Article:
Tell us about the first project you worked on when you knew you wanted to be a writer
As most imaginative youths can attest, they grew up wanting to be everything. I’ve desired to pursue every career path from pirate to president, astronaut to doctor, and Santa to engineer. It should therefore come as no surprise that at some point “writer” wormed its way into my list of potential occupations.
Though I didn’t realize it until much later, my background was ideally suited to this path. My mother was an English teacher; my father a US Army officer with degrees in history. I therefore learned to read, write, and study far in advance of most of my peers. Every year held two main calendar events: the spelling bee and whatever historical trip the local scouting troop had planned. I was also fortunate to have the opportunity to travel and see other cultures. As an “Army brat,” moving was an almost yearly occurrence, and by the time I was thirteen I had lived in or visited eleven different countries.
My love of reading ranged across all genres with a slight focus on fantasy, science-fiction, and history. By the time I reached high school, I had developed a keen interest in classical civilizations: Rome, Greece, Egypt, Phoenicia, and so on. Combined with an attachment to strategy games – courtesy of learning about wars and tactics from my father – the stage was set for my first literary endeavor. I became so engrossed in Rome: Total War that I began to think of alternate scenarios, “what-ifs” that may have changed the course of Mediterranean events. From this brainstorming emerged my first, yet unfinished novel: First Legion.
The work examines a world in which Julius Caesar doesn’t die on the Ides of March, instead learning about the assassination plot beforehand and brutally putting the conspirators to death. Political ramifications spiral off from this core alteration, resulting in the secession of Greece and Anatolia from the Roman Empire. Caesar responds with overwhelming military force, a civil war erupts, and the collapse of the “civilized” world begins hundreds of years early. This world is rife with potential, from the utopian/dystopian through-plot I intended to develop, external tribes that were to be introduced, examinations on absolute power, and so much more. I fully intend to return to it . . . some day.
Yet ironically, we still haven’t covered enough to answer the original question! I swear I’m not being circuitous for the sake of watching myself write, though that is something authors have a tendency to do. Rather, I still wasn’t committed to being a writer after setting aside First Legion, despite my incomplete draft winning the Honor Seal, a local commendation for a work going above and beyond what was expected of a graduating high school senior. No, that didn’t happen until seven years of engineering study later with a project you may have heard of previously: Divinity’s Twilight.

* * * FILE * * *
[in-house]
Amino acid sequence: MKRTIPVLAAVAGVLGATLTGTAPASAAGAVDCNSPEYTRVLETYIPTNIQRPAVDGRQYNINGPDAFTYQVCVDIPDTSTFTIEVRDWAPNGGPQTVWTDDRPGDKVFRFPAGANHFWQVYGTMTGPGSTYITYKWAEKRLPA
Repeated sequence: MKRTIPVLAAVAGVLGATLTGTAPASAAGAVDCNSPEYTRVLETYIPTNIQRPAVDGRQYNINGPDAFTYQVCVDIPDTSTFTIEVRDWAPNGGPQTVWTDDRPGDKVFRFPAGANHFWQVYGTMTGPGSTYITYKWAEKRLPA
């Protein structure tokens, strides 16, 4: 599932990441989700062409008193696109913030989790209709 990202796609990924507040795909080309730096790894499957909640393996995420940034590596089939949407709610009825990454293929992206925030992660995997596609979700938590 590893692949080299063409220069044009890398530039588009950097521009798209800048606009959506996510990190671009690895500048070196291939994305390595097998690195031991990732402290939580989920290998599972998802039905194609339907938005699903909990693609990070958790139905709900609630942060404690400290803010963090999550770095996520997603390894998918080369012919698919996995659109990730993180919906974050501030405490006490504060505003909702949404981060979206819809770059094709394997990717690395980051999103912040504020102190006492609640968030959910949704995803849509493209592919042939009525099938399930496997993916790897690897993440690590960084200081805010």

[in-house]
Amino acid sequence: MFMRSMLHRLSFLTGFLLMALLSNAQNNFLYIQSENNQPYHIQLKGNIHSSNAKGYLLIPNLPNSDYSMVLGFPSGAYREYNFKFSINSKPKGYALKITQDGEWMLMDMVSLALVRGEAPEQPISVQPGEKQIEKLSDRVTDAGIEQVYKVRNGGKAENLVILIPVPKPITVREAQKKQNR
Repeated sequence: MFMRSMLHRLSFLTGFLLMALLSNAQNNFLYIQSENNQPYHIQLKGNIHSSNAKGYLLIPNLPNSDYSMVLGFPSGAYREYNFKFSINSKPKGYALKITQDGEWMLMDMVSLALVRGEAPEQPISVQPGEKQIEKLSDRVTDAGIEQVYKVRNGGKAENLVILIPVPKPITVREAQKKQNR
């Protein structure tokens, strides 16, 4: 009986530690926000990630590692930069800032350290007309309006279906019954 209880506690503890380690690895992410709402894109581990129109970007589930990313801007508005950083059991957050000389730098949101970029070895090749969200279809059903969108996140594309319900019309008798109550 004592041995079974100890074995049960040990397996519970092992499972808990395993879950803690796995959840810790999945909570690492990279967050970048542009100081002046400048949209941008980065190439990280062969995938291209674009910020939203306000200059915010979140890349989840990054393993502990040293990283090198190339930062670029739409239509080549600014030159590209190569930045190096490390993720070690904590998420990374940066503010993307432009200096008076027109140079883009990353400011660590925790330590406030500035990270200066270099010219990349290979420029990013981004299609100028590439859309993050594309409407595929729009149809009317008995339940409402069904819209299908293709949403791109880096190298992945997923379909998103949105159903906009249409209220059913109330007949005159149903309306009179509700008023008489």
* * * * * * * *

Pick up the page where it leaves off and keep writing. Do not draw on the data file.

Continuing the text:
Something in me had always yearned for the world of imagination I once dwelled in; to return to the majestic settings, succulent feasts, and raucous adventures of my childhood reading. This isn’t to say that I found engineering boring, but technical creativity is vastly different from artistic creativity. The former is a source of pride. The latter is a source of wonder and fulfillment.
So when I picked up Adrian Tchaikovsky’s Shadows of the Apt on a lark while in graduate school, I suddenly found everything I’d been craving. His was a world that didn’t sacrifice the fantastic for the sake of technology, instead letting them blend, allowing them to build upon each other. I thought to myself, This isn’t so different from what I’m doing. Why can’t I indulge both of my passions at once?
The result was Divinity’s Twilight: Rebirth, my debut work and a novel that combines the realms of magic and science in fascinating ways. With its successful publication, the disparate natures of my desires are now one, and a new convert to fantasy writing is here to stay.
Do you have a favorite character to write?
Sylette Farkos. Poised, determined, brash, and forthright, she’s everything I’m not – which makes her a delight to pen. All the biting remarks I want to say but don’t are placed in her mouth, and every dressing down I want to indulge in is delivered with her scathing wit. Yet while we’re different on the outside, our calculating, logical natures are very similar. It’s likely we’d get along terribly at first . . . at least until we had a detailed conversation and discovered our worldviews aren’t so different.
Has a character ever surprised you? Maybe you thought they were one way, but they turned out to be completely different? Can you tell us about this experience?